Former passive activities are not too common, but can cause confusion. There are several ways in which a tax return can include an item which is not passive on the current return, but which was passive at some time in the past. For example, tax-deferred exchanges can pass losses from one activity to another, transfers in a divorce, a change in business format and the conversion of a property from rental to personal use are a few possibilities that can cause this. When there are suspended losses from such activities, a taxpayer must wait for one of three events to claim the losses:
- Income from the same activity. When the same activity produces net income, this will trigger use of former losses from the same activity.
- Income from another passive activity. Form 8582 handles this automatically. Any excess net income from passive activities triggers the allowance of suspended losses from all other passives.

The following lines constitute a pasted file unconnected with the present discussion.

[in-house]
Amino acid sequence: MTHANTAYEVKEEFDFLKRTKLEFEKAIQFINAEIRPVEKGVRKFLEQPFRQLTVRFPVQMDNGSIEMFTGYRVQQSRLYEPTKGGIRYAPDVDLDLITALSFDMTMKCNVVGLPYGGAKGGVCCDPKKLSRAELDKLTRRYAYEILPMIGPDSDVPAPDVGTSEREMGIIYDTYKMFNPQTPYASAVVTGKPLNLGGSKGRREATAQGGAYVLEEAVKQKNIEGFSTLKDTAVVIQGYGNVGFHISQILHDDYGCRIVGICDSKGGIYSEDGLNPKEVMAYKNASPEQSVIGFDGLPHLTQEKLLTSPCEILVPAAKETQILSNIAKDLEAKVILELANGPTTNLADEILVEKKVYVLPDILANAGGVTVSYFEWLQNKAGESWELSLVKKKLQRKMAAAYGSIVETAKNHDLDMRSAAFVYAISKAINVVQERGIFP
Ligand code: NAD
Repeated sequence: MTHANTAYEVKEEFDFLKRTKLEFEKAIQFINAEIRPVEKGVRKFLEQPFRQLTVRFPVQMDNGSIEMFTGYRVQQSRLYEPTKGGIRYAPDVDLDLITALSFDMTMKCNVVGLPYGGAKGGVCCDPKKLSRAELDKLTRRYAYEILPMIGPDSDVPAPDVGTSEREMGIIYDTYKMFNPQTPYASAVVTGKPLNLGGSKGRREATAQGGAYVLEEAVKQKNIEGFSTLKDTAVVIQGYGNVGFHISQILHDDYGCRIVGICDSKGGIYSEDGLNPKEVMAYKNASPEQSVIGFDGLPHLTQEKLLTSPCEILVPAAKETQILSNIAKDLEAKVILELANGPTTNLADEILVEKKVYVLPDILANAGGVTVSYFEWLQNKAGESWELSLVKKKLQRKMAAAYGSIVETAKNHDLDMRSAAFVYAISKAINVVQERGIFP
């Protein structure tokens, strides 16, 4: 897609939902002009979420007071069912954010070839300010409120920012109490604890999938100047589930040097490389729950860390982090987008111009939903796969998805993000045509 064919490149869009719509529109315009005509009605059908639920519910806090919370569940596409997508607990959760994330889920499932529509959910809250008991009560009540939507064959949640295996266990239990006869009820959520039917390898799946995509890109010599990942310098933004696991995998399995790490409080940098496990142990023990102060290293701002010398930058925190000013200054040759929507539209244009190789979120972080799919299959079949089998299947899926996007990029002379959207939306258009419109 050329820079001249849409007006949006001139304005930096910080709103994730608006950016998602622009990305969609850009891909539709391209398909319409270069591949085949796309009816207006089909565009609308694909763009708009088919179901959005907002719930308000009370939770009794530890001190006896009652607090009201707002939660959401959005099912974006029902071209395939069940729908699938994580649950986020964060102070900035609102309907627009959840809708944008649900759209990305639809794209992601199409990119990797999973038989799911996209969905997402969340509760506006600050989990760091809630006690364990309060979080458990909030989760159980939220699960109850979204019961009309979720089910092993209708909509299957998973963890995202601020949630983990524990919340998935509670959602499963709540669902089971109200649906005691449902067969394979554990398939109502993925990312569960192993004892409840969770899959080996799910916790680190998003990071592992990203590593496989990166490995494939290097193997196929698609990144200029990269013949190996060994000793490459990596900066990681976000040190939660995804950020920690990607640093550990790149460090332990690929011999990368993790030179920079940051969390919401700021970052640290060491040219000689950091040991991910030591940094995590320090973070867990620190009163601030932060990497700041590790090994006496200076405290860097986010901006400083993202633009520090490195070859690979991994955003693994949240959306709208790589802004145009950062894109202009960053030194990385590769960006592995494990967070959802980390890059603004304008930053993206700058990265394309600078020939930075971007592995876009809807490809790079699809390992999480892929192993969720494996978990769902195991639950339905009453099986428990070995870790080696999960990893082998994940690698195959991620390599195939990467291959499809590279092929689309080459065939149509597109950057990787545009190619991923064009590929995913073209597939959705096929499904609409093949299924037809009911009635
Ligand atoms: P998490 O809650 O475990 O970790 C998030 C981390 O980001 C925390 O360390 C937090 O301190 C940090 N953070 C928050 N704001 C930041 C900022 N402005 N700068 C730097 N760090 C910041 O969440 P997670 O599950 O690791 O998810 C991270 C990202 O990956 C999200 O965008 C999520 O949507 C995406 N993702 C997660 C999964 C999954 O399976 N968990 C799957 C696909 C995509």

- Disposition of the activity. If the activity is disposed of in a fully taxable transaction, all suspended losses from that activity will be triggered.
Suspended Passive Losses – Former Principal Residence - In a taxpayer-friendly result in Chief Counsel Advice (CCA201428008), IRS has determined that suspended passive activity losses from the passive rental of a home which was formerly used as the taxpayer's principal residence, did not offset gain excluded under Code Sec. 121 on the property's sale. This leaves suspended losses available to offset taxable passive income in the future. If IRS had reached a contrary result, the suspended losses would be wasted offsetting gain that wasn't taxable because it had already been excluded under the home sale exclusion.